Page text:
If you are reading this, you will relate to it when I say that the internet has made the world flat (and the grammar of the title acceptable). This in deed is the information age. There is an explosion of information, useful and otherwise, and the world’s computers are racing to keep up with the surge. As this is available to all more or less free of cost, the barriers of scholarship, money and power have crumbled. Today, one needs to know where to look; almost every known solution to every problem is available. Learning has leaped out of the four walls of classroom.
Why don’t you learn some science, then?
Everybody is dazzled by the magnificent triumphs of science; they are all convinced that ‘science works!’ Now they can, with ease, take a step forward: get educated in the nitty-gritty of anything that fascinates them. It will help to look at the world in a new perspective. Who knows, you may even contribute something substantial!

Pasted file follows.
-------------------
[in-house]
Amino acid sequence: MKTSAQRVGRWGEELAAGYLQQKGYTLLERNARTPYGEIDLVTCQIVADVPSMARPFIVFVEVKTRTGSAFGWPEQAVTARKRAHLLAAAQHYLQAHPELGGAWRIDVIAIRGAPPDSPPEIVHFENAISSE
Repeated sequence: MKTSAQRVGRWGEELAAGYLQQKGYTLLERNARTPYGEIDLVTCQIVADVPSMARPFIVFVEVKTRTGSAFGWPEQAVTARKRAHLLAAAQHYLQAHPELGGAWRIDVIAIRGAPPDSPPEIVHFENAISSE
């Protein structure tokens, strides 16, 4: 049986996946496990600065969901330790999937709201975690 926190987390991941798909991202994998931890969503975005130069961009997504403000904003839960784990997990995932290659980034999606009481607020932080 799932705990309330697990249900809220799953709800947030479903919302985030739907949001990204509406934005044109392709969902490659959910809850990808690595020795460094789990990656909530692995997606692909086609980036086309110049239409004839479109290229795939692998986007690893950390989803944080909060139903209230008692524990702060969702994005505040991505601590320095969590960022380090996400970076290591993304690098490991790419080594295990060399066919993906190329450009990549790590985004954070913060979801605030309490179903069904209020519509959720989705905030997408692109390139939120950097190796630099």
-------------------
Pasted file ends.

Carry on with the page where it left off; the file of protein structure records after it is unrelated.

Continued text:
Popular science books are a great beginning, and science writers everywhere are doing an impressive job trying to explain stuff in layperson’s language.
Supplement with a healthy dose of videos on YouTube on STEM (Science Technology Engineering Mathematics) fields. Here are a few channels, to start with:
- TED-Ed – Lessons worth sharing
- CrashCourse Science playlists
- Numberphile – A channel devoted to mathematics
- Sixty Symbols – On theoretical physics
- Periodic Videos (You got it! Chemistry – From the makers of Numberphile and Sixty symbols)
- The Brain Scoop – Awe-inspiring.
- MinutePhysics – If you can’t pay attention for more than sixty seconds.
…and on and on. The best part of these videos is how little knowledge of science they assume from the viewer. There is, finally, this blog which puts up an occasional post on science, though not so periodic as the ones above.
Here is a beautiful illustration by Zen Pencils to initiate your learning.